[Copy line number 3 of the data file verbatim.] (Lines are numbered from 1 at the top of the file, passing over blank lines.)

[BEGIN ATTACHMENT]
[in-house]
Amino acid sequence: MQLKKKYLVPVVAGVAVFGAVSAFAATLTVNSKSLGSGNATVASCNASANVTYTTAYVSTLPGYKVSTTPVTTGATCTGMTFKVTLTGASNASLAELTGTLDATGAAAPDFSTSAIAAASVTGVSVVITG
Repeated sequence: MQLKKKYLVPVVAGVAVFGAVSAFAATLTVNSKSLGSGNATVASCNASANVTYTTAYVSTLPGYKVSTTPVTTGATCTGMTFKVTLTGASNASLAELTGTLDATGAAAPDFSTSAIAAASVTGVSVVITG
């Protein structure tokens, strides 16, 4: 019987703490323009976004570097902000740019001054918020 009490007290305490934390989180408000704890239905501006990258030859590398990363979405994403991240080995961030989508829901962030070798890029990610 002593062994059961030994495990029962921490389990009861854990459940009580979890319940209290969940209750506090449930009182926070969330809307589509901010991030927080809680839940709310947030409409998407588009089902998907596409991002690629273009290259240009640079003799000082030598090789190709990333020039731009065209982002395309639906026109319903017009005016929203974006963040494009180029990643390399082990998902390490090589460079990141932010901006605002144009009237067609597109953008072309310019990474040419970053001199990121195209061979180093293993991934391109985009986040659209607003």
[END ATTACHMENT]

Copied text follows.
Repeated sequence: MQLKKKYLVPVVAGVAVFGAVSAFAATLTVNSKSLGSGNATVASCNASANVTYTTAYVSTLPGYKVSTTPVTTGATCTGMTFKVTLTGASNASLAELTGTLDATGAAAPDFSTSAIAAASVTGVSVVITG